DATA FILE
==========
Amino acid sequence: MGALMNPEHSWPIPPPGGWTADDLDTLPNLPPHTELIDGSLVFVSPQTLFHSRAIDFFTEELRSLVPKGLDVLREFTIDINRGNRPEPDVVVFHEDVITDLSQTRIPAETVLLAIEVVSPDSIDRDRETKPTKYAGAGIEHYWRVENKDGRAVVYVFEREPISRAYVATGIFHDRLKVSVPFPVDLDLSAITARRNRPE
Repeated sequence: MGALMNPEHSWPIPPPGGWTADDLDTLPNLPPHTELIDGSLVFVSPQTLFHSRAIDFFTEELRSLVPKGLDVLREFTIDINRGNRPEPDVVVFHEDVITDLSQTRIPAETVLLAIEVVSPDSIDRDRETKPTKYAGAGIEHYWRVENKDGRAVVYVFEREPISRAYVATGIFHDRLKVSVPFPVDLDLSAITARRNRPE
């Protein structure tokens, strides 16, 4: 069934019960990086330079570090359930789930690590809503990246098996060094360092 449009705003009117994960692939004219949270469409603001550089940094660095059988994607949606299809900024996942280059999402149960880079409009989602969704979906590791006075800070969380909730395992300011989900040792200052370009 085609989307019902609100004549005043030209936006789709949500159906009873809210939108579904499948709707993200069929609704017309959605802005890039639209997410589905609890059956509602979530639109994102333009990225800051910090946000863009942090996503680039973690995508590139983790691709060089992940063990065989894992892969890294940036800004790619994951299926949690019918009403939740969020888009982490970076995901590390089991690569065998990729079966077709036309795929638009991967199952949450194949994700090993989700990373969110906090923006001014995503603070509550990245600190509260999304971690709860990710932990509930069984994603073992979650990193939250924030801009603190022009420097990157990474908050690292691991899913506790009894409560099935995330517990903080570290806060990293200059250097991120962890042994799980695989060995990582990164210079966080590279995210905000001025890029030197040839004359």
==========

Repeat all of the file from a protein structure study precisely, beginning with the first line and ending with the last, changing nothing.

Amino acid sequence: MGALMNPEHSWPIPPPGGWTADDLDTLPNLPPHTELIDGSLVFVSPQTLFHSRAIDFFTEELRSLVPKGLDVLREFTIDINRGNRPEPDVVVFHEDVITDLSQTRIPAETVLLAIEVVSPDSIDRDRETKPTKYAGAGIEHYWRVENKDGRAVVYVFEREPISRAYVATGIFHDRLKVSVPFPVDLDLSAITARRNRPE
Repeated sequence: MGALMNPEHSWPIPPPGGWTADDLDTLPNLPPHTELIDGSLVFVSPQTLFHSRAIDFFTEELRSLVPKGLDVLREFTIDINRGNRPEPDVVVFHEDVITDLSQTRIPAETVLLAIEVVSPDSIDRDRETKPTKYAGAGIEHYWRVENKDGRAVVYVFEREPISRAYVATGIFHDRLKVSVPFPVDLDLSAITARRNRPE
């Protein structure tokens, strides 16, 4: 069934019960990086330079570090359930789930690590809503990246098996060094360092 449009705003009117994960692939004219949270469409603001550089940094660095059988994607949606299809900024996942280059999402149960880079409009989602969704979906590791006075800070969380909730395992300011989900040792200052370009 085609989307019902609100004549005043030209936006789709949500159906009873809210939108579904499948709707993200069929609704017309959605802005890039639209997410589905609890059956509602979530639109994102333009990225800051910090946000863009942090996503680039973690995508590139983790691709060089992940063990065989894992892969890294940036800004790619994951299926949690019918009403939740969020888009982490970076995901590390089991690569065998990729079966077709036309795929638009991967199952949450194949994700090993989700990373969110906090923006001014995503603070509550990245600190509260999304971690709860990710932990509930069984994603073992979650990193939250924030801009603190022009420097990157990474908050690292691991899913506790009894409560099935995330517990903080570290806060990293200059250097991120962890042994799980695989060995990582990164210079966080590279995210905000001025890029030197040839004359």